By Jennie Rees for NTRA.com
LAS VEGAS — Jim Goodman estimates that he knows about three-quarters of the more than 500 competitors in the $2.77 million DRF/NTRA National Handicapping Championship running Thursday through Sunday at Treasure Island.
That’s because in addition to being Keeneland’s longtime director of mutuels and simulcasting, Goodman is a contest player, giving him the ultimate street cred.
In his professional capacity, Goodman — who qualified for the 17th NHC Nov. 21 through the online NHCqualify.com — runs Keeneland’s very popular qualifiers, the Grade One Gamble during the spring meet and a qualifier for the Breeders’ Cup Betting Challenge in the fall. This year, as host for the Breeders’ Cup for the first time, Keeneland also was the site of the BCBC.
“So I have between 106 and 125 players who come to my place every year to play,” he said. “I think it makes them feel like we appreciate the horse player.”
Just ask Tommy “The Hammer” Massis. He treks from Toronto at least once a year to go to the races at Keeneland and targets the bucolic Lexington track’s handicapping contests. This year he swept the Grade One Gamble and the Breeders’ Cup Betting Challenge for two seats in the NHC championship.
“He makes you feel like you’re the only customer that needs to be catered to, and he does it for everyone,” Massis said. “I’m a guy who really is pushy and demanding, and Jim never says no. Well, he says no but it’s usually for my outlandish demands. I’ve never wanted to go back to a place as much as I do Keeneland, and he’s the main reason.
“I always show up early on a Wednesday and sit in his office, and we talk horses. He’s one of the guys.”
Told Goodman knows three-quarters of the guys (and women) at NHC, Massis quipped, “And the other quarter, he forgot who they were…. Every track should have people like him. A lot of tracks don’t have people who understand gambling and gamblers. When you are one, you know and understand them.”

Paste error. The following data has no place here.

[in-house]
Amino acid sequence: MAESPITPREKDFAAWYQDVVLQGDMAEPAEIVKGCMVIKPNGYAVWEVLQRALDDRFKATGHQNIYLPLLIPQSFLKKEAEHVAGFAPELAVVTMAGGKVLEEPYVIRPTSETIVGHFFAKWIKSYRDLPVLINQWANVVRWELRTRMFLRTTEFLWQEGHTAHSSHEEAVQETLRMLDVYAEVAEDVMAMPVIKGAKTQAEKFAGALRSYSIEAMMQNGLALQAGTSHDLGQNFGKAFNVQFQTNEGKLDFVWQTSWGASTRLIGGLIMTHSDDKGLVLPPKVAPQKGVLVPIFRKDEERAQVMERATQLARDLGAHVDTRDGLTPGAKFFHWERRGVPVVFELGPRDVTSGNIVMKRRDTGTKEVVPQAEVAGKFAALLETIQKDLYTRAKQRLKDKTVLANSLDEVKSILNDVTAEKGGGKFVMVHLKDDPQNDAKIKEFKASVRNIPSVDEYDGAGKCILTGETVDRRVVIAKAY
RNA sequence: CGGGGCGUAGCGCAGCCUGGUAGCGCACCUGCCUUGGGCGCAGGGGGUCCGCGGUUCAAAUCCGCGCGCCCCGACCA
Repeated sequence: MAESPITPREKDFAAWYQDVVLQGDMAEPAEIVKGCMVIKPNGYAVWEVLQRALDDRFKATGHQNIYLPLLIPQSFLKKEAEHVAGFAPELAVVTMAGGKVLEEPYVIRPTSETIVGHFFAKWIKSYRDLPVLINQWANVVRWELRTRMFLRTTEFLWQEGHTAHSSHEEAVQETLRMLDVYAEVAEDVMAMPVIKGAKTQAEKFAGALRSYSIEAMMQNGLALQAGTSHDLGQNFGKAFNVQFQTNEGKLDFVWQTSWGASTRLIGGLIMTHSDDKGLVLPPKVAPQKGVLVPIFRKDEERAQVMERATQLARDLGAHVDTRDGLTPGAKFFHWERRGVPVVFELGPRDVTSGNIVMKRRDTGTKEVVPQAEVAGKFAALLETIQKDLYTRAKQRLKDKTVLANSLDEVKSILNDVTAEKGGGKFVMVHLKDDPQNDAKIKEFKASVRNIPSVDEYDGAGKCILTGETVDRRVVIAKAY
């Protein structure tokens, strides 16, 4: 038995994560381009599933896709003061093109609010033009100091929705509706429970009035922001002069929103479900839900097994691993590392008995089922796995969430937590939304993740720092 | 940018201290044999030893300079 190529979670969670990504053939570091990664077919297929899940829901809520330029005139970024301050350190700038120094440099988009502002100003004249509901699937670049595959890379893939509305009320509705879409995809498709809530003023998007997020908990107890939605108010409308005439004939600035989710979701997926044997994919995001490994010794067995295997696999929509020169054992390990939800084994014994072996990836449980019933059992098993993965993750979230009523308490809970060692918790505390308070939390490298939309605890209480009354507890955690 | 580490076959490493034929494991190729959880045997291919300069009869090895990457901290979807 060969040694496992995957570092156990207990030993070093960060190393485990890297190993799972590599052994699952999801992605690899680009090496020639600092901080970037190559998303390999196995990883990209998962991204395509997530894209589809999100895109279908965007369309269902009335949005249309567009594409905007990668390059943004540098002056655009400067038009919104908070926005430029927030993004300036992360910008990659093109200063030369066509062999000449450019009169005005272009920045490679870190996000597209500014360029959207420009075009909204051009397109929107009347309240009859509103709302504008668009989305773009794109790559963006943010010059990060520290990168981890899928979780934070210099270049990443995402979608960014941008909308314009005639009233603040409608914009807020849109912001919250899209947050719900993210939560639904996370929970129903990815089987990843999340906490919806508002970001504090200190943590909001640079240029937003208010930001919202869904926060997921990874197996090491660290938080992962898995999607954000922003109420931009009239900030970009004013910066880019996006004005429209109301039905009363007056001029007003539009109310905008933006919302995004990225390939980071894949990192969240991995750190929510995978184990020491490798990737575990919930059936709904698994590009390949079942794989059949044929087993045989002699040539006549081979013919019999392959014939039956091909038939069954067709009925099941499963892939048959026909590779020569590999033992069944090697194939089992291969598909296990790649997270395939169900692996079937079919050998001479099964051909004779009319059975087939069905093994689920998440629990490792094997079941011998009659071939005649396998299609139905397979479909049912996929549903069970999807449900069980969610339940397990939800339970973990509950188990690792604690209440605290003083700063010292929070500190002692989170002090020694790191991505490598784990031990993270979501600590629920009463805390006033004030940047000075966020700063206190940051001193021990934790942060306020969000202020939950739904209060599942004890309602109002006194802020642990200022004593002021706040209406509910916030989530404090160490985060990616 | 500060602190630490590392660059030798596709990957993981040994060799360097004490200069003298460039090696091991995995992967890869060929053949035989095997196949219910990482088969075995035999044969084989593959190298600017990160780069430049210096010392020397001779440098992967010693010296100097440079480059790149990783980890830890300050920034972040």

Goodman started out coming to Vegas to work the NHC as a volunteer, but this is his third year as a participant. The game-changer for him was the emergence of online qualifying tournaments.
“I could play on my computer at home,” he said. “With my job at Keeneland, I couldn’t go to a lot of racetracks, and I can’t play in my own tournaments. There is a clause that says I can’t play Keeneland. So I couldn’t play BCBC last year. The NHC, you can play as long as you’re not a sponsor. So the past three years I’ve qualified on HorseTourneys.com or NHCqualify.com.”
Goodman was asked if there’s anything about being a mutuel director that helped him in contests or vice versa.
“I think the best answer is that I understand wagering, obviously I have to if I’m a mutuel manager,” he said. “But running the contest has helped me be a contest player. We used to have a lot of big $2 win/place tournaments at Keeneland. The first year we had 506 people for three spots. That was before online. You had to go to the site. From me managing the tournaments, getting to know the people and see how they play they horses, I think that’s helped me. Because it’s a different kind of handicapping than you’re doing every day. You’re not playing trifectas. You’re not playing Pick Fours. You’re playing $2 to win and place.
“Being a mutuel director, by necessity you watch a lot of races. So I see trends at racetracks, especially the tracks that I follow: Tampa, Gulfstream, Fair Grounds and Oaklawn. This works out well for me because it’s my offseason, we’re not as busy this time of the year. This year I was lucky. I qualified in November, the 21st. I didn’t even try very much before Breeders’ Cup. It was kind of a demanding year.”
Goodman confesses he “didn’t do as much preparation as you should do” for the NHC.
“You should watch for the last four or five weeks the tracks you know you’re going to be playing, try to see horses that run against the bias,” he said. “I like to look at trouble lines, beyond just the Racing Form. I watch a lot of video. So I’ll go back and look at the Racing Form. I’ll see horses that might not be obvious, but I’ll go back three or four races. I think what a lot of us fall into is we look at that last race, or the second race back. You really have to go deeper here. Because you’re going to find that horse that is 8-1 who really should be 3-1.
“I don’t have fancy computer programs. I have Daily Racing Forms, just paper, and I watch replays on Keeneland Select.”
(A nicely done reference to Keeneland’s online wagering platform.)
“These guys are so good, they have this down to a science,” Goodman said of the competition. “If I’m lucky two days out of the three, I can compete with them.”